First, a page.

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This archived content is from Mary Wilkins’ sewing and quilting message board “Sew What’s New,” which was retired in August 2007. It is being provided by “Sew What’s Up,” which serves as the new home for many members of “Sew What’s New.”
From: st13031
Date: 07-28-2007, 09:54 PM (1 of 8)
Ok, I have one other quesiton tonight.. :-)

I have been using interfacing (Iron-On-Medium to light weight) on some refular cotton print fabrics for tote bags, and I have found that by the time I am done with the bag, and had to pull it through the hole to get right side out, there are all these creases in the material... and I have tried to iron them back out, but it seems to still crinkle up and not be as pretty any more... I tired a lighter weight interfacing, but it was too flimsy...

Any ideas? tips?

Thanks so much, you all are so knowledgable and helpful! I love this site!
User: st13031
Member since: 02-27-2007
Total posts: 35
From: toadusew
Date: 07-29-2007, 09:30 AM (2 of 8)
You might need to use either a heavier weight fabric such as canvas, twill, or duck for your tote bags, which might make them sturdier. However, I do think that the medium/regular weight cottons can work, too, if interfaced properly.

I learned this tip from Sandra Betzina when her show was still on HGTV. I apply interfacing this way all the time, and never have a problem. First, the interfacing must be pre-shrunk, and in my case, the pieces are so small that I usuall spritz them with water, hold the iron over them (interfacing glue side up!) and steam it. I put it aside to dry. When the interfacing is dry, I also iron the pattern piece to be interfaced, then lay the interfacing down on the fabric (glue side down!), put a press cloth over that, spritz it with water, and then press by holding the iron down for about 10 seconds (apply lots of pressure by holding the iron firmly; I also use lots of steam), the lift the iron up, overlap where you have just applied the interfacing, and put the iron down on the next part of the piece--moving along the piece until you have completely adhered the interfacing. It is important to lift the iron and move it to the next spot, and not slide it along. Once you've adhered the interfacing to the wrong side of the pattern piece, turn it over, and repeat the whole process, which will give you a nice interfaced piece. (Once in a while you can get the iron too hot, and that can cause the interfacing to bubble.)

I mostly sew garments and have found that the knit interfacing, like French Fuse or Fusi-knit, works best for me. Your project may require a stiffer interfacing, though. One other tip I would add is to buy the best quality interfacing that you can afford because it really will make a difference in your project.

Happy Sewing!:smile:
User: toadusew
Member since: 01-08-2005
Total posts: 369
From: DorothyL
Date: 07-29-2007, 09:59 AM (3 of 8)
Try a sew-in rather than iron-on interfacing for a tote. It's completely enclosed between the outside and the lining so it won't show and your fashion fabric will not depend on how the interfacing behaves.
You can use a broadcloth or lightweight canvas for body rather than a regular manufactured interfacing.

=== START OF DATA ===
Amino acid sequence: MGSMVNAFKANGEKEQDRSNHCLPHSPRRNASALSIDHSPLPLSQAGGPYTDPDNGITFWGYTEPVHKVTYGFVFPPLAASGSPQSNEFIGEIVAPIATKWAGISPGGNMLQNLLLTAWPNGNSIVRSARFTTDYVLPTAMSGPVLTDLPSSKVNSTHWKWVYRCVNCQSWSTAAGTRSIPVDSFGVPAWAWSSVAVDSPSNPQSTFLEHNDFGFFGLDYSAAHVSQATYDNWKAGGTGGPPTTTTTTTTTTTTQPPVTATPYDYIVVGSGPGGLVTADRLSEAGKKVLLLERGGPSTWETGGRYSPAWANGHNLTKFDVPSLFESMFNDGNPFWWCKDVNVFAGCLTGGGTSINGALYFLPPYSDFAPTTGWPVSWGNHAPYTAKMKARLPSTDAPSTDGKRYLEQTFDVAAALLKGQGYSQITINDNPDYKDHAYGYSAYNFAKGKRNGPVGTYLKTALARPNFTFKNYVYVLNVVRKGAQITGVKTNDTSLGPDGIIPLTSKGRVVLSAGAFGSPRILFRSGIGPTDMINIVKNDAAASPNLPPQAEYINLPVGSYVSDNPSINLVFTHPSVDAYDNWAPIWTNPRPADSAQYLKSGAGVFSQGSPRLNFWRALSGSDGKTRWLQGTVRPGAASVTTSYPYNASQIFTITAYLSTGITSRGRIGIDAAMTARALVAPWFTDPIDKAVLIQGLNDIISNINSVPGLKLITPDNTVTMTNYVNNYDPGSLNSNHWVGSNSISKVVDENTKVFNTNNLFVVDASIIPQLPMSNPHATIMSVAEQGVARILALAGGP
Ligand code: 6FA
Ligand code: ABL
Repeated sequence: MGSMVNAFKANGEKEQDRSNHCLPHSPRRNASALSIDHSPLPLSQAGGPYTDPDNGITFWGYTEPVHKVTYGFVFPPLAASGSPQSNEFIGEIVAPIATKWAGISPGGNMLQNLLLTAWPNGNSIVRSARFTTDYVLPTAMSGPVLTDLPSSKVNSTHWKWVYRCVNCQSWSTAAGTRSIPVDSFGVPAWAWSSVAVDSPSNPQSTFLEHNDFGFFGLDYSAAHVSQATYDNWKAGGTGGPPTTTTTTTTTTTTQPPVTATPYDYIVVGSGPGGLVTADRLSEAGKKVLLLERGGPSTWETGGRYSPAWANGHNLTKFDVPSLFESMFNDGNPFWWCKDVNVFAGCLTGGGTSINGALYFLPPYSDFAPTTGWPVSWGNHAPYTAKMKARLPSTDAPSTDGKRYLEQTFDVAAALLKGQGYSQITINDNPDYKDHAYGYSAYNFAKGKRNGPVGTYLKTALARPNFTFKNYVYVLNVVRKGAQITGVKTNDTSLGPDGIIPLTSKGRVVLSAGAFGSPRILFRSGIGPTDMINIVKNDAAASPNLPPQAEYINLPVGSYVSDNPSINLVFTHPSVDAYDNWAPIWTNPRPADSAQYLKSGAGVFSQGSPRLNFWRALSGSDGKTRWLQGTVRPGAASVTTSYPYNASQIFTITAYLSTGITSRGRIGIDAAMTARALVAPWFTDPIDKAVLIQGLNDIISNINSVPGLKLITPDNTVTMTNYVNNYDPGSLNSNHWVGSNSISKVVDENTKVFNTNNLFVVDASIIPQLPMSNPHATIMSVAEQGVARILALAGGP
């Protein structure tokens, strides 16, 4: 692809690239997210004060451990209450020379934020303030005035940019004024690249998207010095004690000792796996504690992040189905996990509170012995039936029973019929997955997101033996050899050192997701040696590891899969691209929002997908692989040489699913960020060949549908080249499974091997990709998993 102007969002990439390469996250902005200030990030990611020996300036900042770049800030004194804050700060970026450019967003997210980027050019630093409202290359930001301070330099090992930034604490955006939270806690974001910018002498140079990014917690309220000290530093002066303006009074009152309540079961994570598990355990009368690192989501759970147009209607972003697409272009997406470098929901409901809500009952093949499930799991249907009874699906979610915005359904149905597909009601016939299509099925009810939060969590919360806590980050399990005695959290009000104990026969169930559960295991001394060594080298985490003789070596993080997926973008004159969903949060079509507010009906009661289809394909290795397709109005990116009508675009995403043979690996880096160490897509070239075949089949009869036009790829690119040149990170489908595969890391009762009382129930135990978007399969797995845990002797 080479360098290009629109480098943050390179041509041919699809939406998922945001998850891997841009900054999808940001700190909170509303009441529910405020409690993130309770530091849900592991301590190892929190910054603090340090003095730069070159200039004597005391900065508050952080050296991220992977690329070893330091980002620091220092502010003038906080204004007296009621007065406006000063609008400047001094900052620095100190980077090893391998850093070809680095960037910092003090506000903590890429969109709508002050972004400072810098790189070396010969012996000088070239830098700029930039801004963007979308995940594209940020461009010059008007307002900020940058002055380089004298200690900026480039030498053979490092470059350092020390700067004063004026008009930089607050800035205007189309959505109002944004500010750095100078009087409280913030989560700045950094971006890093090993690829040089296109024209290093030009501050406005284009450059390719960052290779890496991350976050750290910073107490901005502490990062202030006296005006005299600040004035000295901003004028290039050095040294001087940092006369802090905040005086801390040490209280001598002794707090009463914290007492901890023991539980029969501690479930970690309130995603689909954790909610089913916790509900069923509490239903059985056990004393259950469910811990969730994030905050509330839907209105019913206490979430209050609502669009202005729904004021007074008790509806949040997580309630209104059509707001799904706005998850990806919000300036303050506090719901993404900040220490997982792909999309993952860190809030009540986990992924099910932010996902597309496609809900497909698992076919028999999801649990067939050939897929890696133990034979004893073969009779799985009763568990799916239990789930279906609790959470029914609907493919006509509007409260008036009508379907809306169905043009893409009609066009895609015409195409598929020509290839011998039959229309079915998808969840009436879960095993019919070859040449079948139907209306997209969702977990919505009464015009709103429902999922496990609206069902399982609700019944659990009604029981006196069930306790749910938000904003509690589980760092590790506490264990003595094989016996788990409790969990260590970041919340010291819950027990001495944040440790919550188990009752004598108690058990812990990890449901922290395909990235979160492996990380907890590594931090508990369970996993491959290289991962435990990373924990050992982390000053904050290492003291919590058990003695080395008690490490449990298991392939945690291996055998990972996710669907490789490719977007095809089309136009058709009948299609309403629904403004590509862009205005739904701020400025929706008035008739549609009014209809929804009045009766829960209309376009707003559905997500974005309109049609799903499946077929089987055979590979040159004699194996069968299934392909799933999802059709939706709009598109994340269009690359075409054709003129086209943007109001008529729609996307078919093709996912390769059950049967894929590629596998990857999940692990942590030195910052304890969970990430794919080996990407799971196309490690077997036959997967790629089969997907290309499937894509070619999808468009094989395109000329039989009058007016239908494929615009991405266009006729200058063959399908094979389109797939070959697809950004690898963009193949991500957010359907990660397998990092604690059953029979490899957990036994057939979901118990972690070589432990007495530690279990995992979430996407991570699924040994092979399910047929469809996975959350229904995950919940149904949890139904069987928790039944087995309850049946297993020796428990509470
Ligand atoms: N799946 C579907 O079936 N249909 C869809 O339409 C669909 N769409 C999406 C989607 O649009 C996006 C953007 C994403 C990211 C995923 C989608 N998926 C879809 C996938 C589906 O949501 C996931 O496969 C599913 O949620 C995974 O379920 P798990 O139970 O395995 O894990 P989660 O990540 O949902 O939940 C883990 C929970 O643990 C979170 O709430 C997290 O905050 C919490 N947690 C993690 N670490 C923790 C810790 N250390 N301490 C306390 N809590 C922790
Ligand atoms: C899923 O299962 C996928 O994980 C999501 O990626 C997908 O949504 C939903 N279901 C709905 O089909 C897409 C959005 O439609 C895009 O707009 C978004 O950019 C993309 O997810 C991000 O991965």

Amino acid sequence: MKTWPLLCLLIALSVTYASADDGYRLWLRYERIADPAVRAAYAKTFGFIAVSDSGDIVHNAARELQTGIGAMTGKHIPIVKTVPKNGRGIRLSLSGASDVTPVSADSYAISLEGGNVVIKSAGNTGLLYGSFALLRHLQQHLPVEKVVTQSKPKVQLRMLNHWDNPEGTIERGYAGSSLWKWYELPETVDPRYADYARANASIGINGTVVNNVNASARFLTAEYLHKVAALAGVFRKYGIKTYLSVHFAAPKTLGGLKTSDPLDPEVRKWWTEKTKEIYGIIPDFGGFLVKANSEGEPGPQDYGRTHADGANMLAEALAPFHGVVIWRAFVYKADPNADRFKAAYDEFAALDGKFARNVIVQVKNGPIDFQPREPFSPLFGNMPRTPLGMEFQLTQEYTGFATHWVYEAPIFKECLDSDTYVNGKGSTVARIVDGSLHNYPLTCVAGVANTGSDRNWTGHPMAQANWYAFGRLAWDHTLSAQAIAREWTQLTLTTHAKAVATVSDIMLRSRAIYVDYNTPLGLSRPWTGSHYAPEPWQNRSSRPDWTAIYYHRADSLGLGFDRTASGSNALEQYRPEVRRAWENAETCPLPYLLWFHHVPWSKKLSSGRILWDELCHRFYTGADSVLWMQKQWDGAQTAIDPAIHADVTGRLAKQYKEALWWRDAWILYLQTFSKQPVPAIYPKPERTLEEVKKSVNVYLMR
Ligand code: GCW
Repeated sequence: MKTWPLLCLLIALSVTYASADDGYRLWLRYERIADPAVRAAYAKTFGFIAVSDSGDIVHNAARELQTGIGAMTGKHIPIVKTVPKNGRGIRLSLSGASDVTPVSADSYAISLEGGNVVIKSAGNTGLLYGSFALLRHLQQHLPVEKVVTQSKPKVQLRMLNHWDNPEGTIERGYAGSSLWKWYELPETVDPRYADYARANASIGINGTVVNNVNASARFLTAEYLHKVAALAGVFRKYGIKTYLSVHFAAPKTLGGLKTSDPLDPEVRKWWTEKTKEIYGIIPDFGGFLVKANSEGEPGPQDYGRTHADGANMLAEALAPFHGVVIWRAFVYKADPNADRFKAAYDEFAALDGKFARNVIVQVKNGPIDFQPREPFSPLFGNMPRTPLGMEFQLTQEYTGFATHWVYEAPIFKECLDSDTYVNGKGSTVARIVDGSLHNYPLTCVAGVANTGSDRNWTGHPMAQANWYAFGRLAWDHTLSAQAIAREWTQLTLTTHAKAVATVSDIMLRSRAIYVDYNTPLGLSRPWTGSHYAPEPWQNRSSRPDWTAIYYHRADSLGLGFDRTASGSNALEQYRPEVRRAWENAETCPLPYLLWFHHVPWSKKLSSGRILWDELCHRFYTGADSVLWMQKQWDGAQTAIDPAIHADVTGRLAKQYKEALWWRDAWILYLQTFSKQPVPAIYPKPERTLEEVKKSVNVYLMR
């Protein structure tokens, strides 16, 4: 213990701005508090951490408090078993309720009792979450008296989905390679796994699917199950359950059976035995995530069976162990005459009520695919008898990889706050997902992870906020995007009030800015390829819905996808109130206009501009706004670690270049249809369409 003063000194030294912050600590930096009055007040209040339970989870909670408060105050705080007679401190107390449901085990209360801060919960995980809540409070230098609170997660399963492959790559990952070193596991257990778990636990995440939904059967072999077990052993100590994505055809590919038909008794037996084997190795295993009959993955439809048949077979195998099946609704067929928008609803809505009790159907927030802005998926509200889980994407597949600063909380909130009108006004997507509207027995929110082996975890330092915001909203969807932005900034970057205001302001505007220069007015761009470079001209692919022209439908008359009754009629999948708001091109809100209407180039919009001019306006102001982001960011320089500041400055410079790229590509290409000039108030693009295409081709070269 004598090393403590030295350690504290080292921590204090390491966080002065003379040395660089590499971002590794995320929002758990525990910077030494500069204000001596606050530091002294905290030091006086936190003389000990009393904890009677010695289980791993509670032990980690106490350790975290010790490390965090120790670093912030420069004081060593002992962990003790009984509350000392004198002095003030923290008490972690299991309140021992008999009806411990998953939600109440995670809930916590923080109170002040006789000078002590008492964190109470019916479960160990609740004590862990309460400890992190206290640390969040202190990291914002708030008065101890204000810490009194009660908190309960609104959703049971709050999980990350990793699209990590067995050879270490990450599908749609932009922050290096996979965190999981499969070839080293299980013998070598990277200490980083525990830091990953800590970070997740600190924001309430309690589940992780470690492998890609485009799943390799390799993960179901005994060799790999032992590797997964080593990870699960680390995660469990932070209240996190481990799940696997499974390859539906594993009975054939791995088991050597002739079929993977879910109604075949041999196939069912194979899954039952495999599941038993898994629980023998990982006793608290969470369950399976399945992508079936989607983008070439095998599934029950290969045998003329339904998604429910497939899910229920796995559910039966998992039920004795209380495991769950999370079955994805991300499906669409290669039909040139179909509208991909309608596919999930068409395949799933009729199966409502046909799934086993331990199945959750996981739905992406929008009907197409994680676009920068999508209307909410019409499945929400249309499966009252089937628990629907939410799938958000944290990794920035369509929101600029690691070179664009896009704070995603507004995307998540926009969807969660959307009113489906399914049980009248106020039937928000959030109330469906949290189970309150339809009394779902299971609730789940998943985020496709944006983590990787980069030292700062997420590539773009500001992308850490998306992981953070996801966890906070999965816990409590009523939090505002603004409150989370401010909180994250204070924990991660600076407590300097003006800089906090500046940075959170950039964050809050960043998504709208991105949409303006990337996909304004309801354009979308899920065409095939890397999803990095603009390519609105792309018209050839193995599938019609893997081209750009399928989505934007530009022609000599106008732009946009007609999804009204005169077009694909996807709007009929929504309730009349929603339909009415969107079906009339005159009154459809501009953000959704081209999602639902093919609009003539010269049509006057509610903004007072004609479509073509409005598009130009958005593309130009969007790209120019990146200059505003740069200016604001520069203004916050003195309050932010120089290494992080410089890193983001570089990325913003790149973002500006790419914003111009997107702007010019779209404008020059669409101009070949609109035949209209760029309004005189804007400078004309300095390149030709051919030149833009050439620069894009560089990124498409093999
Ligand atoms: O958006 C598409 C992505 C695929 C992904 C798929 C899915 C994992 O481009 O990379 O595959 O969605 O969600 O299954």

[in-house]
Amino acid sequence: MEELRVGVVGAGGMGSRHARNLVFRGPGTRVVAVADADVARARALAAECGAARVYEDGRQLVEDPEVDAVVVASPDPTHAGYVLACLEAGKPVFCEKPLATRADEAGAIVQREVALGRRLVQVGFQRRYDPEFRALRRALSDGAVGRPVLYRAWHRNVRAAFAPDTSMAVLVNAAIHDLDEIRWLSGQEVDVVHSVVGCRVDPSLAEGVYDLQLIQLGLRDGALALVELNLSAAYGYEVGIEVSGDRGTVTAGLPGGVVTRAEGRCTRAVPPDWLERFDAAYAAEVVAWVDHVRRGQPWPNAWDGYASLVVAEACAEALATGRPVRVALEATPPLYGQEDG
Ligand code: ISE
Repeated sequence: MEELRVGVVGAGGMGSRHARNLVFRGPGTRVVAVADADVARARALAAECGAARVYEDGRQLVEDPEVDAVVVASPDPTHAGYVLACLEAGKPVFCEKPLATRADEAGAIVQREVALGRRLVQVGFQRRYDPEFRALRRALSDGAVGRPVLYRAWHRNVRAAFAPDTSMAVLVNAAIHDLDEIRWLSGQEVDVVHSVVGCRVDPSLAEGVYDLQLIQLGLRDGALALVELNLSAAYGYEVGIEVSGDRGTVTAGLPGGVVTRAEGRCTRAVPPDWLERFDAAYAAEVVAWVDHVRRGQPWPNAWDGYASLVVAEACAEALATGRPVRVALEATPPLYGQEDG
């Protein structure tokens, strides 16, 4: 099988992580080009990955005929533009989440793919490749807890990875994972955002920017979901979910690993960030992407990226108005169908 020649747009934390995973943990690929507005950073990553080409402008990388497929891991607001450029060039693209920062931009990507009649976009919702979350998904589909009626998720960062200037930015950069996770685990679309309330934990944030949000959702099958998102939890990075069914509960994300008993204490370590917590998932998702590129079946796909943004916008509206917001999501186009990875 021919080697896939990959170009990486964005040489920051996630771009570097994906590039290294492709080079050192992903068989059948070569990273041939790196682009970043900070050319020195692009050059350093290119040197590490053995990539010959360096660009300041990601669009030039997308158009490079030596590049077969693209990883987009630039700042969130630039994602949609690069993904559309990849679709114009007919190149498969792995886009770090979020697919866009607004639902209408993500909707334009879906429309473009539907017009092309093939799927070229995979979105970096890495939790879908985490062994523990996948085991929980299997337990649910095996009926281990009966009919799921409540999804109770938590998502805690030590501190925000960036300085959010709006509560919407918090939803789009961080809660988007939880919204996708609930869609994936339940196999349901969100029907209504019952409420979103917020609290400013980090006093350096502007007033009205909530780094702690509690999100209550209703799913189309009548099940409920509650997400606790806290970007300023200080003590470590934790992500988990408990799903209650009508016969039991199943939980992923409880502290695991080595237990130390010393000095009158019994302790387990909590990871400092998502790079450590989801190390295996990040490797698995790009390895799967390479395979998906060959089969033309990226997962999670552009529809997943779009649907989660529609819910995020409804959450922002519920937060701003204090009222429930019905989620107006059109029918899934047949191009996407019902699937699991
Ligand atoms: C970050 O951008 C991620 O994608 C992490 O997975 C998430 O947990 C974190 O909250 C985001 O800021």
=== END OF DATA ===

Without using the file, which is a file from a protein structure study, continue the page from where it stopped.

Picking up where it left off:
User: DorothyL
Member since: 12-09-2002
Total posts: 3883
From: st13031
Date: 07-29-2007, 01:07 PM (4 of 8)
Great answers, thank you! I have been thinking about using sew-in interfacing, but didn't know how to do it and worried it would be difficult, however the iron on has been more time comsuming and difficult than I have expected, so I think it is worth a try... Also thought about using batting? But didn't know the best to sew it in either? Any thoughts or help on those? Thanks!
User: st13031
Member since: 02-27-2007
Total posts: 35
From: DorothyL
Date: 07-29-2007, 02:55 PM (5 of 8)
I usually use a low loft batting in bags -- cotton or polyester, usually poly.
You can also get an iron on batting but the ironing seems to flatten it.
User: DorothyL
Member since: 12-09-2002
Total posts: 3883
From: PaulineG
Date: 07-29-2007, 03:14 PM (6 of 8)
I've seen instructions for using a heavy weight sew in interfacing to make totes where they suggested using a spray on adhesive to give the same effect as iron on but without bubbling. I haven't tried it but thought it sounded good.
User: PaulineG
Member since: 09-08-2006
Total posts: 901
From: bridesmom
Date: 08-01-2007, 10:02 PM (7 of 8)
Just a thought, are you pressing your interfacing or ironing it?? If you iron (with a back and forth movement) it will stretch it out and cause wrinkles. Pressing (just holding the iron in place for 8-10 seconds) shouldn't cause wrinkling.
Tickled pink with my Innovis 4000D
User: bridesmom
Member since: 01-21-2004
Total posts: 2026
From: mozeyrn
Date: 08-01-2007, 10:24 PM (8 of 8)
I use fusible interfacing when making tote bags. If need a bag to have more body, I'll use a heavier weight interfacing. I haven't tried the sew-in type.
Toadusew couldn't have said it any better. A pressing cloth is great to use - especially if there's a chance of scorching the fabric. And just like everyone said, don't move the iron along the fabric, lift it off and press it down for 10 secs and then lift it again for another section. Just make sure before you press it that you smooth it out with your hands to flatten out any possible wrinkles.
- Maureen.
Learning something new with every stitch!!
Kenmore 16231000
User: mozeyrn
Member since: 11-29-2005
Total posts: 349
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